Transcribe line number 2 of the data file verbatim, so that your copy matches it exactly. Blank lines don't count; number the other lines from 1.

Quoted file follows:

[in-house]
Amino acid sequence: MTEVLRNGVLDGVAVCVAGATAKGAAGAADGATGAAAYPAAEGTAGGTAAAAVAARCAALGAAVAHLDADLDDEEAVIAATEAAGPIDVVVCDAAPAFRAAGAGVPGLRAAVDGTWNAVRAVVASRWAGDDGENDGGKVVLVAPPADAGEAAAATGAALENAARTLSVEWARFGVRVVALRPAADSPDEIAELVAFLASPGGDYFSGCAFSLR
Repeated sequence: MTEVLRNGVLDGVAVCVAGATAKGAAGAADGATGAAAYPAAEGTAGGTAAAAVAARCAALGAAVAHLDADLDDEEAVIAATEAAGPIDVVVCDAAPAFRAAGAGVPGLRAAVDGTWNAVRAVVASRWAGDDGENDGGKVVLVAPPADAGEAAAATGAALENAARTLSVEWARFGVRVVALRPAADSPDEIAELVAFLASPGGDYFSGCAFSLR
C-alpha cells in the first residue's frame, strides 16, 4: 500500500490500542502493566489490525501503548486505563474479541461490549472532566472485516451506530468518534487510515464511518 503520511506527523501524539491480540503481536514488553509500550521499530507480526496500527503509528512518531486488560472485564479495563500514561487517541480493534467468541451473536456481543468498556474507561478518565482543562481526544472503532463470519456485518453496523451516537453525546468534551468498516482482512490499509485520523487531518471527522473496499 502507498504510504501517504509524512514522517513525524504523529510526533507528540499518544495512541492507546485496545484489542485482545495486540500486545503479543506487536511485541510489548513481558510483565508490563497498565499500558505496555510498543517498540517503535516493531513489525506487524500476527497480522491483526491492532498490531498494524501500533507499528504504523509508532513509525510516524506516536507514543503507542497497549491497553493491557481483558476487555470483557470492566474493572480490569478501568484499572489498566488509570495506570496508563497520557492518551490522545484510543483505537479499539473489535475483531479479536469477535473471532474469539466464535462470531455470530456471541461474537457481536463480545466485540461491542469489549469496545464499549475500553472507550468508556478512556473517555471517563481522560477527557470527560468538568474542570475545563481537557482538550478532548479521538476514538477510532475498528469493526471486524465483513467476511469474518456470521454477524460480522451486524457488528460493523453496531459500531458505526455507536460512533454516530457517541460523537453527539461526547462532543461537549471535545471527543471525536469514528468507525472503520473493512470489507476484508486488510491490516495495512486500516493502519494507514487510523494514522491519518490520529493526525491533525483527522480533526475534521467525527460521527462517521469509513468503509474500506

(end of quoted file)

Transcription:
Amino acid sequence: MTEVLRNGVLDGVAVCVAGATAKGAAGAADGATGAAAYPAAEGTAGGTAAAAVAARCAALGAAVAHLDADLDDEEAVIAATEAAGPIDVVVCDAAPAFRAAGAGVPGLRAAVDGTWNAVRAVVASRWAGDDGENDGGKVVLVAPPADAGEAAAATGAALENAARTLSVEWARFGVRVVALRPAADSPDEIAELVAFLASPGGDYFSGCAFSLR